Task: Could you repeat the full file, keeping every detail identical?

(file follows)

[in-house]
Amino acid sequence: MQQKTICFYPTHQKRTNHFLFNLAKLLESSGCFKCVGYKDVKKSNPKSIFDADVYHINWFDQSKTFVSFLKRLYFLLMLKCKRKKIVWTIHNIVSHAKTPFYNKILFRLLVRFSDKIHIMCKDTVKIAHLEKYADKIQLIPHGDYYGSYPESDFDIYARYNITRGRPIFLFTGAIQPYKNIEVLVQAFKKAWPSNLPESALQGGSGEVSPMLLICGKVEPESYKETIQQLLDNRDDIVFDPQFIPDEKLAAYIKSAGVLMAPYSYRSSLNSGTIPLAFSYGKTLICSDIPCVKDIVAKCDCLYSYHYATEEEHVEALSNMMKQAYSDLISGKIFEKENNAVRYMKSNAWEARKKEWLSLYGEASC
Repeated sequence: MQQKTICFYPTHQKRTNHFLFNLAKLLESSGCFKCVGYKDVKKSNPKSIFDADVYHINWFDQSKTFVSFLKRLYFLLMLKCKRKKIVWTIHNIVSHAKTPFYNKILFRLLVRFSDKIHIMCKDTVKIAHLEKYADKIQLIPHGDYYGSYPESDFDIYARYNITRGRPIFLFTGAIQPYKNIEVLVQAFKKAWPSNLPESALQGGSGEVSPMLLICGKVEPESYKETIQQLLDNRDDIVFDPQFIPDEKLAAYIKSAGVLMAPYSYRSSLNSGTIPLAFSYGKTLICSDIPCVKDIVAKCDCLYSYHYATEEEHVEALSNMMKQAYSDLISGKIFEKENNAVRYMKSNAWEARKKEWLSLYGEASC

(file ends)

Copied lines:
[in-house]
Amino acid sequence: MQQKTICFYPTHQKRTNHFLFNLAKLLESSGCFKCVGYKDVKKSNPKSIFDADVYHINWFDQSKTFVSFLKRLYFLLMLKCKRKKIVWTIHNIVSHAKTPFYNKILFRLLVRFSDKIHIMCKDTVKIAHLEKYADKIQLIPHGDYYGSYPESDFDIYARYNITRGRPIFLFTGAIQPYKNIEVLVQAFKKAWPSNLPESALQGGSGEVSPMLLICGKVEPESYKETIQQLLDNRDDIVFDPQFIPDEKLAAYIKSAGVLMAPYSYRSSLNSGTIPLAFSYGKTLICSDIPCVKDIVAKCDCLYSYHYATEEEHVEALSNMMKQAYSDLISGKIFEKENNAVRYMKSNAWEARKKEWLSLYGEASC
Repeated sequence: MQQKTICFYPTHQKRTNHFLFNLAKLLESSGCFKCVGYKDVKKSNPKSIFDADVYHINWFDQSKTFVSFLKRLYFLLMLKCKRKKIVWTIHNIVSHAKTPFYNKILFRLLVRFSDKIHIMCKDTVKIAHLEKYADKIQLIPHGDYYGSYPESDFDIYARYNITRGRPIFLFTGAIQPYKNIEVLVQAFKKAWPSNLPESALQGGSGEVSPMLLICGKVEPESYKETIQQLLDNRDDIVFDPQFIPDEKLAAYIKSAGVLMAPYSYRSSLNSGTIPLAFSYGKTLICSDIPCVKDIVAKCDCLYSYHYATEEEHVEALSNMMKQAYSDLISGKIFEKENNAVRYMKSNAWEARKKEWLSLYGEASC